When in Rome, do as the Romans

If you’re one of those who had a great time at the BC Professional Immigrant Conference this past Saturday at Hilton Vancouver Metrotown, you should read on. Have you missed this event? Then you should read anyway and try to expand your network / become more active on various social platforms, so you don’t miss similar future occasions. New Vancouverites – professionals trained all over the world – came to learn about how to be successful in their new home country. If in theory it’s quite simple – When in Rome, do as the Romans – practice proved as differently. To me, this event was great on a few different levels: I’ve reconnected with some old friends and some of my colleagues I haven’t seen since the Career Development Conference last year, met a few of my former clients from Richmond – so happy to learn about their success stories and even happier they came to see me, made a few new connections, was able to present on such a dynamic topic as Social Media, and to help some of the participants who stayed behind with questions. IMG_0268As a participant on the other hand, I was happy to meet Lionel Laroche, the keynote speaker and the author of – among others – Managing Cultural Diversity in Technical Professions. He addressed an audience of over 500 participants on the topic of Succeeding in Canada. Laroche emphasized many of the points we bring up during our counselling sessions at Skills Connect, yet wrapped in some great stories, these points have moved the audience – myself included – from smiling, to laughing, and to noises specific to suddenly surprised crowds. The learning curve an immigrant expects to go through when s/he arrives to Canada is somewhere from 6 to 12 months, but in reality, as per Lionel’s discourse, this can go up to around 6 to 7 years or more. Once those numbers uttered, I looked around me and I could sense a heavy and silent shock, some heads moved slowly from left to right and back, some sighed heavily, some chins dropped down. As someone who has been here long enough, I could see Lionel’s point very clearly, but this is a hard to accept reality. On the bright side though, as a career advisor, I must say I have experienced beautiful success stories of people who managed to get all settled in a good position in less than a year. Not very many, however. And no matter how fine that position was, it was still at a lower level then what they did before moving to Canada. In a charmingly plain graphic representation, Lionel Laroche illustrated how along this learning and acclimatization curve, some factors proved to be more important than others, and among the central ones we find – again – the language skills and the soft skills. As a newcomer, as soon as you manage to tune your soft skills up to the standards of your new home country and as soon as you manage to develop your communication skills, you’re good to go. Many immigrants come to Canada with really high technical skills. When they fail at securing a professional position, their first attempt to fix this situation is to go back to school to take those technical skills one step higher. And this is unfortunate. Bringing-up an inspiring story about his own start-up in Canada, Lionel Laroche emphasized how it truly is the soft skills newcomers should tackle and improve, not the technical ones. I really enjoyed listening to this stimulating keynote presentation and it is my hope that all the participants have left the venue with some precious information in their pockets. If what you have learned has both inspired and moved you, don’t sleep on it for too long – get started, you’re the master of your own future! If there are questions that worry you, then seek professional advice and try to move on, make a plan and follow it, as time does not forgive. And I’ll conclude with a quote from the American author Wayne Dyer: Stop acting as if life is a rehearsal, live this day as if it were your last. The past is over and gone.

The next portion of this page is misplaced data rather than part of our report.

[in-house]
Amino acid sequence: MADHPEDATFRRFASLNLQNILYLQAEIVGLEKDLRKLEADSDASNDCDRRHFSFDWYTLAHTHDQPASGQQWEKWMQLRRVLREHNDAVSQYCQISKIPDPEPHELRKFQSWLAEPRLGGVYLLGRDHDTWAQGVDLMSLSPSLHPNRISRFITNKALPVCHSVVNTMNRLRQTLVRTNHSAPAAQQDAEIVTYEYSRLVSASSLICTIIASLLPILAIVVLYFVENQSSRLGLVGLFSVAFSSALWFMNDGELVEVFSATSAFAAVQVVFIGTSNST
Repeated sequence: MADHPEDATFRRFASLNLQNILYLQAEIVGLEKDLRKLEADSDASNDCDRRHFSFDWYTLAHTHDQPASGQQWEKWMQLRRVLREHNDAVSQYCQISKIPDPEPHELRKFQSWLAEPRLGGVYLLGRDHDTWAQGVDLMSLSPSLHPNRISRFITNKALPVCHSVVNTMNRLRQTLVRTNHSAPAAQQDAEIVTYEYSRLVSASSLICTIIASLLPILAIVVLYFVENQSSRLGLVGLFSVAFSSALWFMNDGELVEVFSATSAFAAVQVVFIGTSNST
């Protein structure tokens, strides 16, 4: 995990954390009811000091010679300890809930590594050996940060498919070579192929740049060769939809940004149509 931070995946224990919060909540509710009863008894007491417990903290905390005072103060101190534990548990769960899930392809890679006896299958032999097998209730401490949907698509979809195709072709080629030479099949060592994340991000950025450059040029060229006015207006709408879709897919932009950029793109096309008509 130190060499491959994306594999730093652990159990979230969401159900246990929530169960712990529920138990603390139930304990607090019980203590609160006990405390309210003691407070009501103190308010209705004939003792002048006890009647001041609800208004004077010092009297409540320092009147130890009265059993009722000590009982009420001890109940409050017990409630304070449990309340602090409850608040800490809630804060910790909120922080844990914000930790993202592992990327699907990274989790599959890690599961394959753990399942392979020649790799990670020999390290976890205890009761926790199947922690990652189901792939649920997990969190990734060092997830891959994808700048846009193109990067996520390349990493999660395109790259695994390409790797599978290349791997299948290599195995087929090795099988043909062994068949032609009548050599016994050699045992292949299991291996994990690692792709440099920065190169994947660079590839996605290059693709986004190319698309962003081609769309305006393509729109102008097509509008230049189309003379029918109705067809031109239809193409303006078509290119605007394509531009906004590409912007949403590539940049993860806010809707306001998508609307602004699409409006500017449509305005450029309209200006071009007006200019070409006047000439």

by Magdalena Mot

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